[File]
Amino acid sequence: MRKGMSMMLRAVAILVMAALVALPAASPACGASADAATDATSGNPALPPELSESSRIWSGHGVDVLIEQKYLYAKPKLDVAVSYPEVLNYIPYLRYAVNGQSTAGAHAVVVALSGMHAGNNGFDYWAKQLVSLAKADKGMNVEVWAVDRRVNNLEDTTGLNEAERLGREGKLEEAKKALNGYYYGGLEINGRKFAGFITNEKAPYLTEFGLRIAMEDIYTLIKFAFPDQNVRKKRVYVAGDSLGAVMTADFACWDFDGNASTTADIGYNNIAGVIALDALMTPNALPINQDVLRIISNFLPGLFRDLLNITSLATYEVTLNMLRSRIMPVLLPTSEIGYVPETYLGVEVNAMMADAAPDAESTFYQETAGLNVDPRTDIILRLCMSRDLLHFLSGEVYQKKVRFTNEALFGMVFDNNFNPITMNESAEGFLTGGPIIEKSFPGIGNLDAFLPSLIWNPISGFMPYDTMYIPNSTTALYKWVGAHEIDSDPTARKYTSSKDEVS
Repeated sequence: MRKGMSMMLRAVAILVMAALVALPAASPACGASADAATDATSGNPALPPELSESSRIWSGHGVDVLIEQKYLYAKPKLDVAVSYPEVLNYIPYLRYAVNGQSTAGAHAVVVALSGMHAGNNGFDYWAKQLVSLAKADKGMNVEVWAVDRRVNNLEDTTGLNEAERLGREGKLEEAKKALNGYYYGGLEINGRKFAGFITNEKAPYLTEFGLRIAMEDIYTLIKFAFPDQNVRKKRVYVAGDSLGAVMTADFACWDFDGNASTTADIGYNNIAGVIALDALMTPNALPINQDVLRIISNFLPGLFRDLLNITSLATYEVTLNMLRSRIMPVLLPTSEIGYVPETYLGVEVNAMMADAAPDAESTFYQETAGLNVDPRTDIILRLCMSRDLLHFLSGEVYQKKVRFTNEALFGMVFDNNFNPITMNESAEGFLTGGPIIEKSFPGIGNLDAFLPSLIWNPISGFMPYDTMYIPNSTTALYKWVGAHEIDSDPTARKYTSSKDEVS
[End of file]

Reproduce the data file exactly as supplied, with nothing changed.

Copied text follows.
Amino acid sequence: MRKGMSMMLRAVAILVMAALVALPAASPACGASADAATDATSGNPALPPELSESSRIWSGHGVDVLIEQKYLYAKPKLDVAVSYPEVLNYIPYLRYAVNGQSTAGAHAVVVALSGMHAGNNGFDYWAKQLVSLAKADKGMNVEVWAVDRRVNNLEDTTGLNEAERLGREGKLEEAKKALNGYYYGGLEINGRKFAGFITNEKAPYLTEFGLRIAMEDIYTLIKFAFPDQNVRKKRVYVAGDSLGAVMTADFACWDFDGNASTTADIGYNNIAGVIALDALMTPNALPINQDVLRIISNFLPGLFRDLLNITSLATYEVTLNMLRSRIMPVLLPTSEIGYVPETYLGVEVNAMMADAAPDAESTFYQETAGLNVDPRTDIILRLCMSRDLLHFLSGEVYQKKVRFTNEALFGMVFDNNFNPITMNESAEGFLTGGPIIEKSFPGIGNLDAFLPSLIWNPISGFMPYDTMYIPNSTTALYKWVGAHEIDSDPTARKYTSSKDEVS
Repeated sequence: MRKGMSMMLRAVAILVMAALVALPAASPACGASADAATDATSGNPALPPELSESSRIWSGHGVDVLIEQKYLYAKPKLDVAVSYPEVLNYIPYLRYAVNGQSTAGAHAVVVALSGMHAGNNGFDYWAKQLVSLAKADKGMNVEVWAVDRRVNNLEDTTGLNEAERLGREGKLEEAKKALNGYYYGGLEINGRKFAGFITNEKAPYLTEFGLRIAMEDIYTLIKFAFPDQNVRKKRVYVAGDSLGAVMTADFACWDFDGNASTTADIGYNNIAGVIALDALMTPNALPINQDVLRIISNFLPGLFRDLLNITSLATYEVTLNMLRSRIMPVLLPTSEIGYVPETYLGVEVNAMMADAAPDAESTFYQETAGLNVDPRTDIILRLCMSRDLLHFLSGEVYQKKVRFTNEALFGMVFDNNFNPITMNESAEGFLTGGPIIEKSFPGIGNLDAFLPSLIWNPISGFMPYDTMYIPNSTTALYKWVGAHEIDSDPTARKYTSSKDEVS